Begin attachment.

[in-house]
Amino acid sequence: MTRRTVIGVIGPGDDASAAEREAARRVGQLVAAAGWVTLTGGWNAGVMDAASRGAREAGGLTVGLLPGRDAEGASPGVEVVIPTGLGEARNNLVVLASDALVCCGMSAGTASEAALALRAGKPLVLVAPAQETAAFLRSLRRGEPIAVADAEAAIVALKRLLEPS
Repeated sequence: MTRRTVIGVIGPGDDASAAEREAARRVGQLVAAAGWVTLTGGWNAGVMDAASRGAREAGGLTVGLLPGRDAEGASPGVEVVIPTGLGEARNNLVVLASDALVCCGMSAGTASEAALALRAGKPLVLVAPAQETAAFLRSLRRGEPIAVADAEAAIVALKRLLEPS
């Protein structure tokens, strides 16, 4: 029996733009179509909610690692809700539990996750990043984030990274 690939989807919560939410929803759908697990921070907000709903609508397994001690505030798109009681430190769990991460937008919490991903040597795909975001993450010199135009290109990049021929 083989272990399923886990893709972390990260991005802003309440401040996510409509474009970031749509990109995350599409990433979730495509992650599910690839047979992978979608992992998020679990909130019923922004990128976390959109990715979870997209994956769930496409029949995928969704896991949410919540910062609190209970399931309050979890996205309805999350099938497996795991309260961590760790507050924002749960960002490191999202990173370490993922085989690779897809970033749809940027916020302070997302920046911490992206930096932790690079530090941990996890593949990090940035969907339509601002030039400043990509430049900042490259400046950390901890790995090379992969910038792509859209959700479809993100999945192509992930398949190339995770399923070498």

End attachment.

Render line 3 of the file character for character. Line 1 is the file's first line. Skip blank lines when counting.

Repeated sequence: MTRRTVIGVIGPGDDASAAEREAARRVGQLVAAAGWVTLTGGWNAGVMDAASRGAREAGGLTVGLLPGRDAEGASPGVEVVIPTGLGEARNNLVVLASDALVCCGMSAGTASEAALALRAGKPLVLVAPAQETAAFLRSLRRGEPIAVADAEAAIVALKRLLEPS